Hemphill Bald is adjacent to a ranch.  We crossed over the fence, dodged cow patties, and took a rest on a big downed tree.
Backpacking is such hard work.
Campsite #41, which doesn't need a reservation, was large and near a stream lined with wildflowers and blooming rhododendrons.

The next day we passed by the Big Poplars.
The last part was uphill on loose rocks, and this trail was more difficult because it has seen lots of damage from horses.

Overall, it was a great trip and we'll have to go back to the Smokies again soon!

Bartram Trail-- Osage to Rabun Bald

I've been using several tricks to keep me cooler and safer when hiking in the heat of the South.  I just got a new map of the Bartram Trail, so I couldn't bear to stay home despite the record 108 temperatures in town.  I decided to get to high elevation for an out-and-back dayhike from Osage Mountain Overlook parking area south along the Bartram Trail to Rabun Bald. 
The forecast for the nearest mountain town is 95.
I got a very early start in the cool of the morning.  The trail began in the dense shade of rhododendron thickets.
Add caption
Natural air conditioning was plentiful.  I took off my shirt, soaked it in the stream, then put it back on, and dunked my head too.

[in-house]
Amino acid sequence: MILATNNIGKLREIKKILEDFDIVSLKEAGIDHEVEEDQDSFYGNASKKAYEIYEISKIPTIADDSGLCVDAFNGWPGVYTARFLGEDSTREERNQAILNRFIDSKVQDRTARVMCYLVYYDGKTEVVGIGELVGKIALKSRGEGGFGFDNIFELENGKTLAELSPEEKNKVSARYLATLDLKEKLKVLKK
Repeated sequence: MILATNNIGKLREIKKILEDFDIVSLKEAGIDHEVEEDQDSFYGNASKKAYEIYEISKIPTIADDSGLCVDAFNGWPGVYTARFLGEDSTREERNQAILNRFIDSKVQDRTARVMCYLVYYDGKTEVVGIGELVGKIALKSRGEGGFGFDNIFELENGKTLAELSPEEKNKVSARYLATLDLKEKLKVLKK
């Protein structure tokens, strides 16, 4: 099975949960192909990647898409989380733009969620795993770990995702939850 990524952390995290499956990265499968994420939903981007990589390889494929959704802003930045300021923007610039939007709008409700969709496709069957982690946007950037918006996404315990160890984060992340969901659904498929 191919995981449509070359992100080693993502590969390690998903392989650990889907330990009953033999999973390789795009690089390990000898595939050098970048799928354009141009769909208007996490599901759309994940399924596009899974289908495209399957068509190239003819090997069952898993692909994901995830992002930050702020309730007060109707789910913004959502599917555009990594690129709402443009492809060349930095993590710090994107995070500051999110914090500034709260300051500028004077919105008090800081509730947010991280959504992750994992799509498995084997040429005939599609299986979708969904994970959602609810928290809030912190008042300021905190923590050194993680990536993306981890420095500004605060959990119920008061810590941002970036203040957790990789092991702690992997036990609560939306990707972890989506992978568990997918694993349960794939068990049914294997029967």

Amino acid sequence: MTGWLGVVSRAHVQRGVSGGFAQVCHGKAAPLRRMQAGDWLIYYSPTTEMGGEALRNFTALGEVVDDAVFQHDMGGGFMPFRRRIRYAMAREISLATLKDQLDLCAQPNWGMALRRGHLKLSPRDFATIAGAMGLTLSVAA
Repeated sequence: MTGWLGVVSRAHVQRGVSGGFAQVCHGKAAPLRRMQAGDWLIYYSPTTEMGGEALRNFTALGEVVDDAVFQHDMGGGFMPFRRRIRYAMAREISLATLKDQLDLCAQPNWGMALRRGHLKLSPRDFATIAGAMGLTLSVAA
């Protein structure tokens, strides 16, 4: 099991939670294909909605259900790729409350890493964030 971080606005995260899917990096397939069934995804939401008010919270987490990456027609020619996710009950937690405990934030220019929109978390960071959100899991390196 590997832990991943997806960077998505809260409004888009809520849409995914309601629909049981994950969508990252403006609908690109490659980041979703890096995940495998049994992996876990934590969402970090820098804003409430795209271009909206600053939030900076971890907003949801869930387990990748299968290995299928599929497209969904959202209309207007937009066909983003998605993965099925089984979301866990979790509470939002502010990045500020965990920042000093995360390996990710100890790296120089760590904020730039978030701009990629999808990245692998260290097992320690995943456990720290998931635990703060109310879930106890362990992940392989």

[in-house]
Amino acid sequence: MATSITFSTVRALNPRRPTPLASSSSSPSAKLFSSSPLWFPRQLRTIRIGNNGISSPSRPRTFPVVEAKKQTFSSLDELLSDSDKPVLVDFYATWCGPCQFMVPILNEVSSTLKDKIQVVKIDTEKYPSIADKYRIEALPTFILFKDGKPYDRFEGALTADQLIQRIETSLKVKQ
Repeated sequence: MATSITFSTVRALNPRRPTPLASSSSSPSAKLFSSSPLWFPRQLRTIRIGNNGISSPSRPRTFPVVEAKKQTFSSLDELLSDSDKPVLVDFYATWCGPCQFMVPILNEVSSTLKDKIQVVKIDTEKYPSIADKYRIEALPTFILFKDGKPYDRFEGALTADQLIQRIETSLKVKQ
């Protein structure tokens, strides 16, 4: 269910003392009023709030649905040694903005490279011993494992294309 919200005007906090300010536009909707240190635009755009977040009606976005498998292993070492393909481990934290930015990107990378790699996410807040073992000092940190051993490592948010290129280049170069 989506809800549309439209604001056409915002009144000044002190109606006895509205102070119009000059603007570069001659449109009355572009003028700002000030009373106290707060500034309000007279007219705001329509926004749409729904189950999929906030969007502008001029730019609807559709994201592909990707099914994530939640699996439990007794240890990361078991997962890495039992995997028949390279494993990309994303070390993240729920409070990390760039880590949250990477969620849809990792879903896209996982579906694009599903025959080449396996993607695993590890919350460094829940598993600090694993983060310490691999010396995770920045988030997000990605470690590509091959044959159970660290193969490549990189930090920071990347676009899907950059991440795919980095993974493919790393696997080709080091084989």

The trail south of Osage Overlook had plenty of clear cold water despite the drought.
Staying hydrated requires that I make sure I eat well too.  Many years ago, I got heat exhaustion/ dehydration and ended up with an IV was because I wasn't eating enough salt, electrolytes, and real food.  Now I know that if my lips are chapped, if I have a headache, and if I get nauseous, that means I am dehydrated and need to drink and eat.  Fresh food, peanut butter, and salty snacks work best for me. 
Shrimp, corn, okra, and green bean salad.
I take care to avoid overexerting and getting overheated.  I keep my heat rate lower than I would under normal conditions by going more slowly and taking more frequent breaks.

Temperatures drop about 4-5 degrees for every 1000 feet of elevation gained, so I started high, and went up higher.
Summit of Rabun Bald (4696 feet), the second highest peak in Georgia.
For directions:

Wednesday, July 4, 2012

Ups and Downs on the Bartram Trail

My goal was to complete my last two mile section of the Bartram Trail in Georgia as a dayhike on the Fourth of July holiday.  I've hiked some sections of the Bartram Trail in Georgia dozens of times but I'd never done the remote section between Rainy Gap and Wilson Gap.

Rather than drive to Wilson Gap on a forest service road, I got a very early start at easily accessible Warwoman Dell (1884 feet), and headed north towards Rainy Gap.